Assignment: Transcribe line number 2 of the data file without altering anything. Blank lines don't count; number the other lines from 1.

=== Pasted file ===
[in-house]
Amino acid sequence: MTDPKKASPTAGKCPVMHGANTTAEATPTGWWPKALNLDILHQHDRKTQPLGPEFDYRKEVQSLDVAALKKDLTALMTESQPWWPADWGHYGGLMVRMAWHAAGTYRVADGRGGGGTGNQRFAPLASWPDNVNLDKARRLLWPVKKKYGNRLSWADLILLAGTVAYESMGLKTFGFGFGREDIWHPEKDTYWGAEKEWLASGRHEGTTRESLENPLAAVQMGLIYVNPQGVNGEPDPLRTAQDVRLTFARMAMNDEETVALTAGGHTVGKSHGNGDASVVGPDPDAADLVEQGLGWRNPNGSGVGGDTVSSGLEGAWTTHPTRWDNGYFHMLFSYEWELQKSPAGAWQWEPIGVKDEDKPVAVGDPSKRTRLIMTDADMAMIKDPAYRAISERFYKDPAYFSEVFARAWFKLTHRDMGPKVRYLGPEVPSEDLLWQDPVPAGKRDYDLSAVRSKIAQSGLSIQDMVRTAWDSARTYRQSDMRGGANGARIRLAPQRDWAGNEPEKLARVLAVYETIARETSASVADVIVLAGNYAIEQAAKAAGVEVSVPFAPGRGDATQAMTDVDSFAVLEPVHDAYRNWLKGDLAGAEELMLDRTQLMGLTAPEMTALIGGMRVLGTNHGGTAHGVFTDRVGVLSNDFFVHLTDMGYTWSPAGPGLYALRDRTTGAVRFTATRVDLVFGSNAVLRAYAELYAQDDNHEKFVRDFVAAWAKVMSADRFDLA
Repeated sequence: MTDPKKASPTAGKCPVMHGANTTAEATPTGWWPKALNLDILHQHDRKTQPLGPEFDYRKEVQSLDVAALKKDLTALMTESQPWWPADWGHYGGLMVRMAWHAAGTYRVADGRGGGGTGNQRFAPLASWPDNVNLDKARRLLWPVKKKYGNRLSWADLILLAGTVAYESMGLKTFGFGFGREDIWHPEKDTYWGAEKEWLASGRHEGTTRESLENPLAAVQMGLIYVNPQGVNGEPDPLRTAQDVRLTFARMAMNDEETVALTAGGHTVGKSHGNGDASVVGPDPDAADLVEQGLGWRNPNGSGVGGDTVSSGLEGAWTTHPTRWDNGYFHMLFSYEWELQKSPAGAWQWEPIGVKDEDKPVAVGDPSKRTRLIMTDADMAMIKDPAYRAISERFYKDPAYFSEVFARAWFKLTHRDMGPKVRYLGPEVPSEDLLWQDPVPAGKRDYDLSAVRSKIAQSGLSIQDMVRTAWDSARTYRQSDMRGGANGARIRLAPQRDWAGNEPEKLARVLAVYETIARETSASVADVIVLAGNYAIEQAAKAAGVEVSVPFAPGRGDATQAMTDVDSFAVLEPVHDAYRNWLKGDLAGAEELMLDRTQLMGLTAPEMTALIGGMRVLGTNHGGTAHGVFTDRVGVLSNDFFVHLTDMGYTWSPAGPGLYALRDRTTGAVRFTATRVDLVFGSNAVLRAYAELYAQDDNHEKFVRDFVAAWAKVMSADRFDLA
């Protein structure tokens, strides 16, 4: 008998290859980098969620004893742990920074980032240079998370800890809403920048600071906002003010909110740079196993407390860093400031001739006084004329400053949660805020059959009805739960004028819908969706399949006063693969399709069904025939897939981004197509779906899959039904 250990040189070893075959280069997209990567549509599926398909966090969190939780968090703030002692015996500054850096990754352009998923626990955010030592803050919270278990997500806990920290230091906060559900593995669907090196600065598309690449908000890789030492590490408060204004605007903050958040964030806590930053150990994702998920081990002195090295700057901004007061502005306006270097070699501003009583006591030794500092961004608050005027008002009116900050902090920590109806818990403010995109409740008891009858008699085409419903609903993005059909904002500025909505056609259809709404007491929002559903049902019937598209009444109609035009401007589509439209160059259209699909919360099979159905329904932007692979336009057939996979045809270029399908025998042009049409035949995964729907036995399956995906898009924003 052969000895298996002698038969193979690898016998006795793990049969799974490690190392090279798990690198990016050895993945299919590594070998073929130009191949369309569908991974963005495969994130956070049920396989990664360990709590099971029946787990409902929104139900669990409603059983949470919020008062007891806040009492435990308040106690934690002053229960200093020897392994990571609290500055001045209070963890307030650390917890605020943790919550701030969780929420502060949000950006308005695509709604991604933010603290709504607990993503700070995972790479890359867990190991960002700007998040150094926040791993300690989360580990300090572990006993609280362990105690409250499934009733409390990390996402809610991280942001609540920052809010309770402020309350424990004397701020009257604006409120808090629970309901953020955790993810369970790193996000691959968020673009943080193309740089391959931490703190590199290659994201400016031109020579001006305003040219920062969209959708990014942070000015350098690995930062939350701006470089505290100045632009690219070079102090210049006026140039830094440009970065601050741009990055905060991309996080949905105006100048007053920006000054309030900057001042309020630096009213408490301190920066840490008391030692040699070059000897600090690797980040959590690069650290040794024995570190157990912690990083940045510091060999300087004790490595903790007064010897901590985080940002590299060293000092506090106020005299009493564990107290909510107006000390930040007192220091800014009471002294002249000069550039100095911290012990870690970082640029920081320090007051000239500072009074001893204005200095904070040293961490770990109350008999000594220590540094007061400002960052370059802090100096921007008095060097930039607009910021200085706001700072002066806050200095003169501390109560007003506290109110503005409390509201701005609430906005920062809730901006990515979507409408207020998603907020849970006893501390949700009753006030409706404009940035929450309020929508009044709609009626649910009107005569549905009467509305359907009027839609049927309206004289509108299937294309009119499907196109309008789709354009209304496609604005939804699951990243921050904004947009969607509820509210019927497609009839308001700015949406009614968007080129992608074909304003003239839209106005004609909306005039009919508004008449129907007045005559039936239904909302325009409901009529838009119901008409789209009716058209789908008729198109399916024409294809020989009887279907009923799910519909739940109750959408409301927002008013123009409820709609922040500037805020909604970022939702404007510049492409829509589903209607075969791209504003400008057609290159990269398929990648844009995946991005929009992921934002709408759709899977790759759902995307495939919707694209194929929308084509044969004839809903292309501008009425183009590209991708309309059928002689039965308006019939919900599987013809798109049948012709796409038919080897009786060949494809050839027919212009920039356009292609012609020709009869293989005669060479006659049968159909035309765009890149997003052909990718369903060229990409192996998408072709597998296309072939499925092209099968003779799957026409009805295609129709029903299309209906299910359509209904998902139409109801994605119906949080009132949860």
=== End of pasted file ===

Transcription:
Amino acid sequence: MTDPKKASPTAGKCPVMHGANTTAEATPTGWWPKALNLDILHQHDRKTQPLGPEFDYRKEVQSLDVAALKKDLTALMTESQPWWPADWGHYGGLMVRMAWHAAGTYRVADGRGGGGTGNQRFAPLASWPDNVNLDKARRLLWPVKKKYGNRLSWADLILLAGTVAYESMGLKTFGFGFGREDIWHPEKDTYWGAEKEWLASGRHEGTTRESLENPLAAVQMGLIYVNPQGVNGEPDPLRTAQDVRLTFARMAMNDEETVALTAGGHTVGKSHGNGDASVVGPDPDAADLVEQGLGWRNPNGSGVGGDTVSSGLEGAWTTHPTRWDNGYFHMLFSYEWELQKSPAGAWQWEPIGVKDEDKPVAVGDPSKRTRLIMTDADMAMIKDPAYRAISERFYKDPAYFSEVFARAWFKLTHRDMGPKVRYLGPEVPSEDLLWQDPVPAGKRDYDLSAVRSKIAQSGLSIQDMVRTAWDSARTYRQSDMRGGANGARIRLAPQRDWAGNEPEKLARVLAVYETIARETSASVADVIVLAGNYAIEQAAKAAGVEVSVPFAPGRGDATQAMTDVDSFAVLEPVHDAYRNWLKGDLAGAEELMLDRTQLMGLTAPEMTALIGGMRVLGTNHGGTAHGVFTDRVGVLSNDFFVHLTDMGYTWSPAGPGLYALRDRTTGAVRFTATRVDLVFGSNAVLRAYAELYAQDDNHEKFVRDFVAAWAKVMSADRFDLA